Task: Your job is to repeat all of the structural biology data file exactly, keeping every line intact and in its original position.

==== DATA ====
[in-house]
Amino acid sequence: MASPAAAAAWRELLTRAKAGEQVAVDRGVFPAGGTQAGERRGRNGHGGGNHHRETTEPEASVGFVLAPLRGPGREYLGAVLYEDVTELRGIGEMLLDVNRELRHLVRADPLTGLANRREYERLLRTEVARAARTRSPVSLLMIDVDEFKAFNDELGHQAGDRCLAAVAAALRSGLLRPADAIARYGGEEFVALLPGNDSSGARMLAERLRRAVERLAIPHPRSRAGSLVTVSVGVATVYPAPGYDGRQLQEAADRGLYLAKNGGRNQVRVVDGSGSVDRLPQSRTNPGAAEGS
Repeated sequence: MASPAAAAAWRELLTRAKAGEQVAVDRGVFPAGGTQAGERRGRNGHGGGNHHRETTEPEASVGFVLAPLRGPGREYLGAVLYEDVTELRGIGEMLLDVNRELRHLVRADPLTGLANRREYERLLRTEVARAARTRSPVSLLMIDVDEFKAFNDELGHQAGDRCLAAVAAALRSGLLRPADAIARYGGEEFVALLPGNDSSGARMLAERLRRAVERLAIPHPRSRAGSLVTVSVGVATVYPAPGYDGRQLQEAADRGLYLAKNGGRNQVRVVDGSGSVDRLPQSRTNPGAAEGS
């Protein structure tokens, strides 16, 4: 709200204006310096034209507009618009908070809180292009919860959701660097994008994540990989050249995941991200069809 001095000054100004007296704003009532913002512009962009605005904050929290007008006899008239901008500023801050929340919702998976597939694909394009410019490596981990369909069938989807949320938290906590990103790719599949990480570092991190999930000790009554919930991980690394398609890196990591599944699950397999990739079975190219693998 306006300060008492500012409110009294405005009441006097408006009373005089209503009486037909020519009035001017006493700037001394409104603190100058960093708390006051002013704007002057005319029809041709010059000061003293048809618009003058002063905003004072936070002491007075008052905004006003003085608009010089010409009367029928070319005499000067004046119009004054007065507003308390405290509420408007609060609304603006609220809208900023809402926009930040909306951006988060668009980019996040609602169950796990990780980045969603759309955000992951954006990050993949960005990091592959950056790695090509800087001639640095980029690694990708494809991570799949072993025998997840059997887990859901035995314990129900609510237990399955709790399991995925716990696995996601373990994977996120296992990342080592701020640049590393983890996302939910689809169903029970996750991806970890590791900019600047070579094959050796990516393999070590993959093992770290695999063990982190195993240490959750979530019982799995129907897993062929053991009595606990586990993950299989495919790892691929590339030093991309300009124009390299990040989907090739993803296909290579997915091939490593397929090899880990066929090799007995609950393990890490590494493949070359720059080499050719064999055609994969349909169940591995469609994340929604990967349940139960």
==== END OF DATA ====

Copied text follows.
[in-house]
Amino acid sequence: MASPAAAAAWRELLTRAKAGEQVAVDRGVFPAGGTQAGERRGRNGHGGGNHHRETTEPEASVGFVLAPLRGPGREYLGAVLYEDVTELRGIGEMLLDVNRELRHLVRADPLTGLANRREYERLLRTEVARAARTRSPVSLLMIDVDEFKAFNDELGHQAGDRCLAAVAAALRSGLLRPADAIARYGGEEFVALLPGNDSSGARMLAERLRRAVERLAIPHPRSRAGSLVTVSVGVATVYPAPGYDGRQLQEAADRGLYLAKNGGRNQVRVVDGSGSVDRLPQSRTNPGAAEGS
Repeated sequence: MASPAAAAAWRELLTRAKAGEQVAVDRGVFPAGGTQAGERRGRNGHGGGNHHRETTEPEASVGFVLAPLRGPGREYLGAVLYEDVTELRGIGEMLLDVNRELRHLVRADPLTGLANRREYERLLRTEVARAARTRSPVSLLMIDVDEFKAFNDELGHQAGDRCLAAVAAALRSGLLRPADAIARYGGEEFVALLPGNDSSGARMLAERLRRAVERLAIPHPRSRAGSLVTVSVGVATVYPAPGYDGRQLQEAADRGLYLAKNGGRNQVRVVDGSGSVDRLPQSRTNPGAAEGS
């Protein structure tokens, strides 16, 4: 709200204006310096034209507009618009908070809180292009919860959701660097994008994540990989050249995941991200069809 001095000054100004007296704003009532913002512009962009605005904050929290007008006899008239901008500023801050929340919702998976597939694909394009410019490596981990369909069938989807949320938290906590990103790719599949990480570092991190999930000790009554919930991980690394398609890196990591599944699950397999990739079975190219693998 306006300060008492500012409110009294405005009441006097408006009373005089209503009486037909020519009035001017006493700037001394409104603190100058960093708390006051002013704007002057005319029809041709010059000061003293048809618009003058002063905003004072936070002491007075008052905004006003003085608009010089010409009367029928070319005499000067004046119009004054007065507003308390405290509420408007609060609304603006609220809208900023809402926009930040909306951006988060668009980019996040609602169950796990990780980045969603759309955000992951954006990050993949960005990091592959950056790695090509800087001639640095980029690694990708494809991570799949072993025998997840059997887990859901035995314990129900609510237990399955709790399991995925716990696995996601373990994977996120296992990342080592701020640049590393983890996302939910689809169903029970996750991806970890590791900019600047070579094959050796990516393999070590993959093992770290695999063990982190195993240490959750979530019982799995129907897993062929053991009595606990586990993950299989495919790892691929590339030093991309300009124009390299990040989907090739993803296909290579997915091939490593397929090899880990066929090799007995609950393990890490590494493949070359720059080499050719064999055609994969349909169940591995469609994340929604990967349940139960």